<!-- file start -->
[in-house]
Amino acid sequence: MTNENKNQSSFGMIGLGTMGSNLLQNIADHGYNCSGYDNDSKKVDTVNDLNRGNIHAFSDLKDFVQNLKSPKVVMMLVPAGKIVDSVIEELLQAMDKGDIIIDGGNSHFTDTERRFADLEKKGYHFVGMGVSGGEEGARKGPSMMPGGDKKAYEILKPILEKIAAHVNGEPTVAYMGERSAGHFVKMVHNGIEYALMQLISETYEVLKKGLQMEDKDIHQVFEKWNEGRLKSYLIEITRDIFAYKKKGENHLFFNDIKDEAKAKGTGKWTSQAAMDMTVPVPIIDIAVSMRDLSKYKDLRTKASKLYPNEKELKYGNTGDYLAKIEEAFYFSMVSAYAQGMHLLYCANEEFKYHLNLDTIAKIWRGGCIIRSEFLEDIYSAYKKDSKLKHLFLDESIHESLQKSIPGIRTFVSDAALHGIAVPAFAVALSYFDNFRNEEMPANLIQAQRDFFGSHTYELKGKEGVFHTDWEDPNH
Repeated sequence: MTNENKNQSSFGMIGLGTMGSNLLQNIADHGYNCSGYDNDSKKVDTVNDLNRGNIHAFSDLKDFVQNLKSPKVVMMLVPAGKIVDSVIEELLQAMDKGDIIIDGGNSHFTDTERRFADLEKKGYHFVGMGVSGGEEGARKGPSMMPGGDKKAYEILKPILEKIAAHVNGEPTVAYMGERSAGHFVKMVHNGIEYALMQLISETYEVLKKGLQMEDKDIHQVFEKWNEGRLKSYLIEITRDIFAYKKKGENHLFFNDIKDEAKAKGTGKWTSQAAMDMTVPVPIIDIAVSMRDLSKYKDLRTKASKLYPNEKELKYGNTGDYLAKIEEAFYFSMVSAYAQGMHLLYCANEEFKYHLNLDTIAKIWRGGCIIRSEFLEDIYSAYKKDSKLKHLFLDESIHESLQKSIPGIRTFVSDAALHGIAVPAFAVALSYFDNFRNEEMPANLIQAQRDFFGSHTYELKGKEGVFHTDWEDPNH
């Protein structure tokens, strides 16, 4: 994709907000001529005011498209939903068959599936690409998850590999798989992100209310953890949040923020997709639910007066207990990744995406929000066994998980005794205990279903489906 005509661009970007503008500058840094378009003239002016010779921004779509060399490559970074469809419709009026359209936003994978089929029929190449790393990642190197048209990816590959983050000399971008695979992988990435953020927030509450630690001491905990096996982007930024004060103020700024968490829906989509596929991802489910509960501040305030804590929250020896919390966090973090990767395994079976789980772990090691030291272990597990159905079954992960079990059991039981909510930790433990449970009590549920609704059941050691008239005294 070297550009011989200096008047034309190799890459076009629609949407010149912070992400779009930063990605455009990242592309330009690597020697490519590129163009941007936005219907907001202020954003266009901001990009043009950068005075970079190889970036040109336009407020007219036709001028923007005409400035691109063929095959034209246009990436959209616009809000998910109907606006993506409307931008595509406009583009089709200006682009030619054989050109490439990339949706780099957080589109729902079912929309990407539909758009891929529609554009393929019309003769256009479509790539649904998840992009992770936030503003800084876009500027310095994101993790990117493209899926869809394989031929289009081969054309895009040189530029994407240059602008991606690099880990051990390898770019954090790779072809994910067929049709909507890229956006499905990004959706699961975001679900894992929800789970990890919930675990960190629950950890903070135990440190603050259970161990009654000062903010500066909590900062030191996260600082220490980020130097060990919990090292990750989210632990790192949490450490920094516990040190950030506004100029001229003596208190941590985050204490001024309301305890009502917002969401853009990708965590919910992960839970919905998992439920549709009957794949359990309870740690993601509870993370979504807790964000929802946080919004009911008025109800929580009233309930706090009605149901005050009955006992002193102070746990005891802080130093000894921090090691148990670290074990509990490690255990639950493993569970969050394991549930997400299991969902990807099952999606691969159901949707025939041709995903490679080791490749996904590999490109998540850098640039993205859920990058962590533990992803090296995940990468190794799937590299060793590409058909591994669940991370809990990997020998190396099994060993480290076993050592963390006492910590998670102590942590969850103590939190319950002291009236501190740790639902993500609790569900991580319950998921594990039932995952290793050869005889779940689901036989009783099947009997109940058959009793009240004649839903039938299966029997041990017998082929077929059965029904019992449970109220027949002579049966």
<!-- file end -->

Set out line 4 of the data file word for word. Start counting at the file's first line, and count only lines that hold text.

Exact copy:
């Protein structure tokens, strides 16, 4: 994709907000001529005011498209939903068959599936690409998850590999798989992100209310953890949040923020997709639910007066207990990744995406929000066994998980005794205990279903489906 005509661009970007503008500058840094378009003239002016010779921004779509060399490559970074469809419709009026359209936003994978089929029929190449790393990642190197048209990816590959983050000399971008695979992988990435953020927030509450630690001491905990096996982007930024004060103020700024968490829906989509596929991802489910509960501040305030804590929250020896919390966090973090990767395994079976789980772990090691030291272990597990159905079954992960079990059991039981909510930790433990449970009590549920609704059941050691008239005294 070297550009011989200096008047034309190799890459076009629609949407010149912070992400779009930063990605455009990242592309330009690597020697490519590129163009941007936005219907907001202020954003266009901001990009043009950068005075970079190889970036040109336009407020007219036709001028923007005409400035691109063929095959034209246009990436959209616009809000998910109907606006993506409307931008595509406009583009089709200006682009030619054989050109490439990339949706780099957080589109729902079912929309990407539909758009891929529609554009393929019309003769256009479509790539649904998840992009992770936030503003800084876009500027310095994101993790990117493209899926869809394989031929289009081969054309895009040189530029994407240059602008991606690099880990051990390898770019954090790779072809994910067929049709909507890229956006499905990004959706699961975001679900894992929800789970990890919930675990960190629950950890903070135990440190603050259970161990009654000062903010500066909590900062030191996260600082220490980020130097060990919990090292990750989210632990790192949490450490920094516990040190950030506004100029001229003596208190941590985050204490001024309301305890009502917002969401853009990708965590919910992960839970919905998992439920549709009957794949359990309870740690993601509870993370979504807790964000929802946080919004009911008025109800929580009233309930706090009605149901005050009955006992002193102070746990005891802080130093000894921090090691148990670290074990509990490690255990639950493993569970969050394991549930997400299991969902990807099952999606691969159901949707025939041709995903490679080791490749996904590999490109998540850098640039993205859920990058962590533990992803090296995940990468190794799937590299060793590409058909591994669940991370809990990997020998190396099994060993480290076993050592963390006492910590998670102590942590969850103590939190319950002291009236501190740790639902993500609790569900991580319950998921594990039932995952290793050869005889779940689901036989009783099947009997109940058959009793009240004649839903039938299966029997041990017998082929077929059965029904019992449970109220027949002579049966």